- Released: April 23, 2002
- Originally Released: 2002
- Label: Encoded Music
- 1.Groove Zone
- 2.Pleasure Seeker
- 3.Looking For Eve
- 4.Dry Your Eyes
- 7.Twilight Ride
- 8.Raw Sugar
Song previews provided courtesy of iTunes
Personnel: Paul Taylor (soprano saxophone & alto saxophone); Oji (various instruments, programming); Brian Monroney (guitar); Scot Rammer, Dino Esposito (programming); Shelina Wade (background vocals).
Producers: Dino Esposito, Scot Rammer, Oji.
Engineers: Dino Esposito, Scot Rammer, Ray Taylor.
Recorded at The Compound, Las Vegas, Nevada and Adwin's Studios, Hollywood, California.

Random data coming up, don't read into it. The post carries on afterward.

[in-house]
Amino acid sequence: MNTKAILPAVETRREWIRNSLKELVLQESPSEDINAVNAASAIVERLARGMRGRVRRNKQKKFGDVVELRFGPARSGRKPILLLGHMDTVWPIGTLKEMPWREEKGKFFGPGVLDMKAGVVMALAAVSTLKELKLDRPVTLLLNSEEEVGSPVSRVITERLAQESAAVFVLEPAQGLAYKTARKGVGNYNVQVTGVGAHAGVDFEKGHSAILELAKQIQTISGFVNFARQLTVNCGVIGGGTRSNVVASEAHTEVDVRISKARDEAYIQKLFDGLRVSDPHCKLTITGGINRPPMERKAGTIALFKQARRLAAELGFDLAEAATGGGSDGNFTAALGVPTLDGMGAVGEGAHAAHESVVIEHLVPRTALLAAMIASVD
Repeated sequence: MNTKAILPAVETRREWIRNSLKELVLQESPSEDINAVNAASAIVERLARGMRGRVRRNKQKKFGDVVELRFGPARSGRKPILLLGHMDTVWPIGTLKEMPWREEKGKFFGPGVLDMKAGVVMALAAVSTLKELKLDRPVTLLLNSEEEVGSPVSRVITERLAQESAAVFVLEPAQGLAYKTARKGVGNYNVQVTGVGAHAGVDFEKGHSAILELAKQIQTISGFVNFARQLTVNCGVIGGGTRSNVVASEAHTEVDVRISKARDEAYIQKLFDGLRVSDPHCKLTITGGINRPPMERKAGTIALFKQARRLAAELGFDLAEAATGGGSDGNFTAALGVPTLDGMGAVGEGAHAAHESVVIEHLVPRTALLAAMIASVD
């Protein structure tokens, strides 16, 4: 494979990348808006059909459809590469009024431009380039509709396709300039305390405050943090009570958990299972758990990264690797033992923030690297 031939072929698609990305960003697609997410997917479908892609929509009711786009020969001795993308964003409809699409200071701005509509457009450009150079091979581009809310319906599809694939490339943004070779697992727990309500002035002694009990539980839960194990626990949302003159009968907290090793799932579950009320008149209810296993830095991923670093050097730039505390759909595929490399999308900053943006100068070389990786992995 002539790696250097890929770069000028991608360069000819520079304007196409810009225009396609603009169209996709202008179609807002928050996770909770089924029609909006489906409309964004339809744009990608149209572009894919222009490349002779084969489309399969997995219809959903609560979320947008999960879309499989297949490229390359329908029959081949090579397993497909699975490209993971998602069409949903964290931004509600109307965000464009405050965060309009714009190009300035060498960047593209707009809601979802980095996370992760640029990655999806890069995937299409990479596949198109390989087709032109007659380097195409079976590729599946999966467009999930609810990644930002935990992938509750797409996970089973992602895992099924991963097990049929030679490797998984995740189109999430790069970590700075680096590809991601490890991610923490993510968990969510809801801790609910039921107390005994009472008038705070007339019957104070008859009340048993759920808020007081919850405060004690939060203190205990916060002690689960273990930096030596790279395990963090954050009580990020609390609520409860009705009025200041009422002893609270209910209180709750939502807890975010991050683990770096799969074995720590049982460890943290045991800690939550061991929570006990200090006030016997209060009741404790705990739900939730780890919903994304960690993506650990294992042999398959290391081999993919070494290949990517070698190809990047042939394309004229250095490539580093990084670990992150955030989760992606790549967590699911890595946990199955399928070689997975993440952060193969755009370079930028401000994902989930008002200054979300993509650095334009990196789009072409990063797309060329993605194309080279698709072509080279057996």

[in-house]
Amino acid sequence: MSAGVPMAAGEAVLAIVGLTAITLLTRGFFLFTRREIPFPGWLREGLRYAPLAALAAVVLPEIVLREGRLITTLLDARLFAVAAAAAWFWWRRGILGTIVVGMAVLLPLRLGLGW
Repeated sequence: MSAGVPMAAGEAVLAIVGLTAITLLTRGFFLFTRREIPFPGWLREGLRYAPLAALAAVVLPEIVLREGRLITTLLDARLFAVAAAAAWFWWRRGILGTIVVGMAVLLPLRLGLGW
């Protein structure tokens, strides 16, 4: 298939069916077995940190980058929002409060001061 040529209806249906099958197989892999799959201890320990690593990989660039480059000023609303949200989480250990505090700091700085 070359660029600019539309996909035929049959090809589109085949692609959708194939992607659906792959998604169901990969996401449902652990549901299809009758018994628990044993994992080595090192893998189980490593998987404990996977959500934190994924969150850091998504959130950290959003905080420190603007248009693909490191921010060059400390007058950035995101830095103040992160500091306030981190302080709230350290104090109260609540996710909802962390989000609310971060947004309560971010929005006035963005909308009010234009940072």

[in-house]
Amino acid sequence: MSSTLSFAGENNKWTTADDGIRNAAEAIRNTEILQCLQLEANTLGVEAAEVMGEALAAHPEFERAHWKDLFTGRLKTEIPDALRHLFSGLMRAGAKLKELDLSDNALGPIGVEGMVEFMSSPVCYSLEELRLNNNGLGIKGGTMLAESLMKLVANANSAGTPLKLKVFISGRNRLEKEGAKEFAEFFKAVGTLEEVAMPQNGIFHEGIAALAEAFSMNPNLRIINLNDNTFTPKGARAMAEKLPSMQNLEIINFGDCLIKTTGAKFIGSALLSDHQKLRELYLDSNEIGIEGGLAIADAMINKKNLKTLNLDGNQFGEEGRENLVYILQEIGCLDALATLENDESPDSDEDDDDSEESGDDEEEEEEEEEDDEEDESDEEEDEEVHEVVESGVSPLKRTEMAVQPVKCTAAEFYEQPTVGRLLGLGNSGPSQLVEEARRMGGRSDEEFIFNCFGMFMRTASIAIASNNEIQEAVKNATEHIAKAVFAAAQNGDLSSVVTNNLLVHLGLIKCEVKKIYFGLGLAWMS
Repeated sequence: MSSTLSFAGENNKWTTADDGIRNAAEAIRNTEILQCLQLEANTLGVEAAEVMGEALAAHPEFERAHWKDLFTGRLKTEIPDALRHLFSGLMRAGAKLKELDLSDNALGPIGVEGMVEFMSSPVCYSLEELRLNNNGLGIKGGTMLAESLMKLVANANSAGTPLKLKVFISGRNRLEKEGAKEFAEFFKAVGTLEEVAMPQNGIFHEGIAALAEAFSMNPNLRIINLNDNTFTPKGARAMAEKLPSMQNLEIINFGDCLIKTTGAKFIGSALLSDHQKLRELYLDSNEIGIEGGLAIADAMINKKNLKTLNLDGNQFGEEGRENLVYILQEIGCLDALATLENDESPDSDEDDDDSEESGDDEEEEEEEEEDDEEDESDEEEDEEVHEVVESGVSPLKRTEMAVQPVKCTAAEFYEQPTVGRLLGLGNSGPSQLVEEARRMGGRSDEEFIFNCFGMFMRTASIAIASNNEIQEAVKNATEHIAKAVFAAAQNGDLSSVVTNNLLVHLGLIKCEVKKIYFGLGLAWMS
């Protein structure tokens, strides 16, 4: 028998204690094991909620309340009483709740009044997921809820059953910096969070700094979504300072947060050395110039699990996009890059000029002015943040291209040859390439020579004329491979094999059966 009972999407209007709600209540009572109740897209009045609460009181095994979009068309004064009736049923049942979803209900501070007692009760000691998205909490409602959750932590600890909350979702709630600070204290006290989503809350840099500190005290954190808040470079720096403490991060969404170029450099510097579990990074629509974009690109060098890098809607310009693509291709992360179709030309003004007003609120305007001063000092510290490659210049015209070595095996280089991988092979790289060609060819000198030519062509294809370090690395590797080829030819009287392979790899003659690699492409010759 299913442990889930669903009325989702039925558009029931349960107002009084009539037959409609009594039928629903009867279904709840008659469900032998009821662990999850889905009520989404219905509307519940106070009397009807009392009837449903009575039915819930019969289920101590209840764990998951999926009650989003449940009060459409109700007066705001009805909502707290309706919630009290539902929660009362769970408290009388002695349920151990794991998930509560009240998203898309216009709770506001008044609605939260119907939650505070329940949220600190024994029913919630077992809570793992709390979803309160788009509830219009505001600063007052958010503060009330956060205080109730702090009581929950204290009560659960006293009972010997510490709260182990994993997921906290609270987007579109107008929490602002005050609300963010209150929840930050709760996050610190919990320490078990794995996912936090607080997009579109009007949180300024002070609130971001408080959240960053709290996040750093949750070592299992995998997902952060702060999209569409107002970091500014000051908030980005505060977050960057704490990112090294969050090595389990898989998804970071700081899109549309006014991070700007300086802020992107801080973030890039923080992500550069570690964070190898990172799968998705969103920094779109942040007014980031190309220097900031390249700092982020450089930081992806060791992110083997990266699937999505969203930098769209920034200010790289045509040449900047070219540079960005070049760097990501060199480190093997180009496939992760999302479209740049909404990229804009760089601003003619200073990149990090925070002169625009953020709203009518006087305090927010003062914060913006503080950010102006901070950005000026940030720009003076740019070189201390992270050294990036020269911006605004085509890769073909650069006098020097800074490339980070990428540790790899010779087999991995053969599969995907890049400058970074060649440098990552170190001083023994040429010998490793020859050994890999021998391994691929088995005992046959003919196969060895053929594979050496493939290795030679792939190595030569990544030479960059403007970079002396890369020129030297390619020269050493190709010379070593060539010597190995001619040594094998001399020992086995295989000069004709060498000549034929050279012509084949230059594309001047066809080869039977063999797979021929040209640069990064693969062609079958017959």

From his swaying and suggestive onstage body movement to conceptualizing the electro-psychedelic cover art for his latest album Pleasure Seeker (Countdown/Unity), saxman Paul Taylor seems determined to captivate us visually. For his breakthrough hit On the Horn, Taylor gathered some of his existing tunes and sought the production direction of Kazu Matsui; on Pleasure Seeker, Taylor chose a more collaborative approach. For the most part, he started composing the tunes from scratch with the new production team of Dino Esposito (an old college chum of Taylor's) and Scot Rammer. While Taylor's strong sense of melody and lyrical approach to his instrument has been in place since the first project, his new producers give him a unique, atmospheric sonic playground unlike any other heard on smooth jazz radio'part industrial percussion (as on the echoing simulated metal pipe taps on the opener, "Groove Zone"), part electronic new age hypnotism (the dreamy shuffling on the moody "Looking for Eve" recall David Lanz & Paul Speer's classics), and, more to the modern point, modern hip hop meets a dash of stylish 70's soul (including a Fender Rhodes sound on lively funk-based "Thrive"). Taylor also wraps his loose, fluid soprano sound (which ring of the Grover Washington influence) around a wide variety of bass dynamics; the mid-tempo ballad "Raw Sugar" features jungle soundscaping and basslines that croak like a happy frog, while the bass rhythms on "Twilight Ride" are subdued and barely audible, leading to another round of gentle hypnosis. ~ Jonathan Widran